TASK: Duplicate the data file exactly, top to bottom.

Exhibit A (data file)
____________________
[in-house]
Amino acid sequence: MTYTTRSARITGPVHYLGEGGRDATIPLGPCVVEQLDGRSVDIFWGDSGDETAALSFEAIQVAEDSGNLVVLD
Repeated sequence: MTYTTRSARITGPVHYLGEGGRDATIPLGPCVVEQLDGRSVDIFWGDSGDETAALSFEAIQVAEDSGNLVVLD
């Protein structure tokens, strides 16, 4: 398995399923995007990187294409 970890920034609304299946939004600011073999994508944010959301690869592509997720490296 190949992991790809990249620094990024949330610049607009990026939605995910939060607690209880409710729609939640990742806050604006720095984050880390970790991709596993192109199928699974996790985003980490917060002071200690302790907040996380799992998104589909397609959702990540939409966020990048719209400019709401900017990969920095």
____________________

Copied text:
[in-house]
Amino acid sequence: MTYTTRSARITGPVHYLGEGGRDATIPLGPCVVEQLDGRSVDIFWGDSGDETAALSFEAIQVAEDSGNLVVLD
Repeated sequence: MTYTTRSARITGPVHYLGEGGRDATIPLGPCVVEQLDGRSVDIFWGDSGDETAALSFEAIQVAEDSGNLVVLD
């Protein structure tokens, strides 16, 4: 398995399923995007990187294409 970890920034609304299946939004600011073999994508944010959301690869592509997720490296 190949992991790809990249620094990024949330610049607009990026939605995910939060607690209880409710729609939640990742806050604006720095984050880390970790991709596993192109199928699974996790985003980490917060002071200690302790907040996380799992998104589909397609959702990540939409966020990048719209400019709401900017990969920095």